Bad accounting creates financial crisis at Fla. health system

Jackson Health System in Miami stunned its governing board with the announcement that the public hospital system's loss for fiscal year (FY) 2009 ended Sept. 30 was $203.8 million--roughly four times the original estimate of $46.8 million, reports the Miami Herald. In addition, the projected loss for FY 2010 has almost tripled within the space of a month. Originally set at $87 million, the system now anticipates an FY 2010 loss of $229 million (a baseline loss of $291 million reduced by $48 million in new revenue and $13.6 million in accounting adjustments). Jackson is currently losing $14 million per month and will be broke in seven months under its current structure.

The health system reduced FY 2009 revenue, primarily accounts receivable, by $157 million on the heels of an audit, determining that these accounts receivable amounted to bad debt. Jackson thought it was collecting 29.6 percent of every gross dollar of charges in FY 2009, but in reality collected only 25.9 percent. Hospital officials attributed the deficit to more uninsured patients and an increase in unfunded patient days at flagship Jackson Memorial Hospital: 21 percent in FY 2009 vs. 15.35 percent in FY 2008.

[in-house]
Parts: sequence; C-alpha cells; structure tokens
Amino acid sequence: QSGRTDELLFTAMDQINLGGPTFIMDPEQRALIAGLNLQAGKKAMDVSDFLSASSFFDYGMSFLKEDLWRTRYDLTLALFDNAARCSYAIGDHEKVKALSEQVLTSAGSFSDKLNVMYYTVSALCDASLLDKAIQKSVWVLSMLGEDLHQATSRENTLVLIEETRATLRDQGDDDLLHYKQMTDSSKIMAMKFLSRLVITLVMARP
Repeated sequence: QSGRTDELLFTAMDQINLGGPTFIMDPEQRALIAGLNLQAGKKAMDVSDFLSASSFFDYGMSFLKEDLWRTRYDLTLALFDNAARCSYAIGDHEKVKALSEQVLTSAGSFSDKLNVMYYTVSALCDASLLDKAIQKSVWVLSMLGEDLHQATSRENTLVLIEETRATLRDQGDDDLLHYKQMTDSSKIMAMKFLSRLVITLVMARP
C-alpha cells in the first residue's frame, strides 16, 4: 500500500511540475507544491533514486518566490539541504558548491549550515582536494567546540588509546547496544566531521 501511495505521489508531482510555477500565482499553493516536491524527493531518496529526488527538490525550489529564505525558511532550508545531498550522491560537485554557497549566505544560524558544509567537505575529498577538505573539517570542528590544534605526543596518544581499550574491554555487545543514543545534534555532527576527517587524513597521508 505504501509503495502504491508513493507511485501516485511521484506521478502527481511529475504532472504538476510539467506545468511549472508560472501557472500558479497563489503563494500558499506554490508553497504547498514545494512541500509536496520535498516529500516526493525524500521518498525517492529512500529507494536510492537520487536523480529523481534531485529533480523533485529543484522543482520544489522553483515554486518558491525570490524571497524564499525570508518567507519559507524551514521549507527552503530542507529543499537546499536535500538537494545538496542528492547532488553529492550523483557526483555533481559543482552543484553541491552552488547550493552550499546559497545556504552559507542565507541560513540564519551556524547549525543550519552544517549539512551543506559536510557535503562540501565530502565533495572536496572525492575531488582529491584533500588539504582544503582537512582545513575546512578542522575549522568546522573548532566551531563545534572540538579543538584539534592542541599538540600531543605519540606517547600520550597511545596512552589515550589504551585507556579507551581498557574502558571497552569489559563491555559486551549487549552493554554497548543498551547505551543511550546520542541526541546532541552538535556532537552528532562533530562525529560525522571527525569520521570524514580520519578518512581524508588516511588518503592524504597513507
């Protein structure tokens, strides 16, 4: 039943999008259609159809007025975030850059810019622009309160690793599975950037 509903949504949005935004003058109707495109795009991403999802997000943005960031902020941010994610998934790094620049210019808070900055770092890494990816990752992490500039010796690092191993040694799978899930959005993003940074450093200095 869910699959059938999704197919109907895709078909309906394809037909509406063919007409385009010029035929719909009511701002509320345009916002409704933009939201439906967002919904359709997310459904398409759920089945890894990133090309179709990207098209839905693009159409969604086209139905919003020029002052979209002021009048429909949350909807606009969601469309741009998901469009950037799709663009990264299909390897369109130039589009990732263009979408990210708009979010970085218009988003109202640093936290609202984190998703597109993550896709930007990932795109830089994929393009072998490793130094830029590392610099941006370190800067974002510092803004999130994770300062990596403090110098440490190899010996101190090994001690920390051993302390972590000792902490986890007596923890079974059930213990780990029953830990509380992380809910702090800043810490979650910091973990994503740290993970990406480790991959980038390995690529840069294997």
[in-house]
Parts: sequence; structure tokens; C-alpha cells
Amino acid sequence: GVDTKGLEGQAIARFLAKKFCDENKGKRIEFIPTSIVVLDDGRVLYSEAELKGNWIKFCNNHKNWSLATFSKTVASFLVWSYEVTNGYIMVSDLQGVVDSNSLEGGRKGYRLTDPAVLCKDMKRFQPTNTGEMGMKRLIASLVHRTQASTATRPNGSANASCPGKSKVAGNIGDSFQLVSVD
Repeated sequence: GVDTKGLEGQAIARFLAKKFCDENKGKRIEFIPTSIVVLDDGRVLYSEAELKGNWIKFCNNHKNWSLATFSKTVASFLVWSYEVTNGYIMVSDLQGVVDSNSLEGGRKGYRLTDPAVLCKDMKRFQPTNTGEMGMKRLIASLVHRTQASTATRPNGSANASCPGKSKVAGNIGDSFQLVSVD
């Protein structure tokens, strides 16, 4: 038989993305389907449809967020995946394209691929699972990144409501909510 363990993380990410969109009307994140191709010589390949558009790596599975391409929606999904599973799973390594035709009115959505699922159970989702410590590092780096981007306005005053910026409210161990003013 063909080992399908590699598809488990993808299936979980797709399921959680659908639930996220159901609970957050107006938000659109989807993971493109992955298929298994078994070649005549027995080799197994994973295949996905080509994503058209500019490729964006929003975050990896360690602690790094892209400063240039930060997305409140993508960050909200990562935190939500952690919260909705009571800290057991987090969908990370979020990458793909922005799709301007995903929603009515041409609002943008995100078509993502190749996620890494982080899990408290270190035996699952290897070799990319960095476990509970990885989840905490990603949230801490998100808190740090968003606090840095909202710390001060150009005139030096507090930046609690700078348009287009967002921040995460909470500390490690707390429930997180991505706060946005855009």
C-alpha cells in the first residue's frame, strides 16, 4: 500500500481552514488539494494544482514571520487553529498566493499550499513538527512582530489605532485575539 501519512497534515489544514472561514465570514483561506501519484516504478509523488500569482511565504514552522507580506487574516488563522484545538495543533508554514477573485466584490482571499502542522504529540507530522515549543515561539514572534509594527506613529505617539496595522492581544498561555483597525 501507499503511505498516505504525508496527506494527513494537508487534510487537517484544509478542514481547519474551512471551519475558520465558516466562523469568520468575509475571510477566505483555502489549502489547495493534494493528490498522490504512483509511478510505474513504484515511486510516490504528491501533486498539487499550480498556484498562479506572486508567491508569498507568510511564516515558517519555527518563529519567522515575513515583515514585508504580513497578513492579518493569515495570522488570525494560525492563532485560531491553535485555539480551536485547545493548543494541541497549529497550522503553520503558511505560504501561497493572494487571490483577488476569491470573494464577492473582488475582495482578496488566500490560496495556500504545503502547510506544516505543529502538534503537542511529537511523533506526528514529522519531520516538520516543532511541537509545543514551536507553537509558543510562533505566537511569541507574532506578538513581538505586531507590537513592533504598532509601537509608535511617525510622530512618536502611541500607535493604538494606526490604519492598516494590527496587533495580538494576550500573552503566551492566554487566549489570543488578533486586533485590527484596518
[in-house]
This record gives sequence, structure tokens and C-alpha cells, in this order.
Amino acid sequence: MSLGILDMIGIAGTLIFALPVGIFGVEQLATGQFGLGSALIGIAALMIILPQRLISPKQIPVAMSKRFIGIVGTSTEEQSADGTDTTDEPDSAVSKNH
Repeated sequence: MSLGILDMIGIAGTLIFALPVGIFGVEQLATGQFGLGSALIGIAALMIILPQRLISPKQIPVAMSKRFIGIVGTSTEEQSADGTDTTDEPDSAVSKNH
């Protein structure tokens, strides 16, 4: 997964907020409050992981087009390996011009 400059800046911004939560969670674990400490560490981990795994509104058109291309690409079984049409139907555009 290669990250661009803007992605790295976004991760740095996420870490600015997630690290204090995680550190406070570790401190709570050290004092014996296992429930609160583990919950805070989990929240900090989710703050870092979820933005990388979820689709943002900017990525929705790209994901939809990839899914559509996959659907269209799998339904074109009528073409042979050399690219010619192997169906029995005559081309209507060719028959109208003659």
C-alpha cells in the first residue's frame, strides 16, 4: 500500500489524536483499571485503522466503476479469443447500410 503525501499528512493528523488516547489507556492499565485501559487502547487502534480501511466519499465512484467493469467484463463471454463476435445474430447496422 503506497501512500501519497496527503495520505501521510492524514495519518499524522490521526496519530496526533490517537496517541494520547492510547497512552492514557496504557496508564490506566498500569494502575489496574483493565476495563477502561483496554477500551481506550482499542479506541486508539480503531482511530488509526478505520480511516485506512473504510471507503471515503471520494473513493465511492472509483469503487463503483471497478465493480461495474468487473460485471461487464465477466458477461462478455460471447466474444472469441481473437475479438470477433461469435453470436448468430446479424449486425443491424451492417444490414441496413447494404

To ensure the system has a better handle on its financial picture, Jackson is switching from an accrual accounting system (using the previous year's collection rates) to a cash system (based on incoming cash), says Chief Financial Officer Frank Barrett.

For more information:
- read this Herald article

Suggested Articles

Healthcare’s RCM processes are in dire need of a 21st-century update that delivers greater automation and real-time transparency.

Amazon's PillPack and Surescripts, owned by CVS Health and Express Scripts, are in a dispute over access to patient medication history data.

Presidential candidate Kamala Harris wants to get rid of the tax break drug companies get for direct-to-consumer advertising.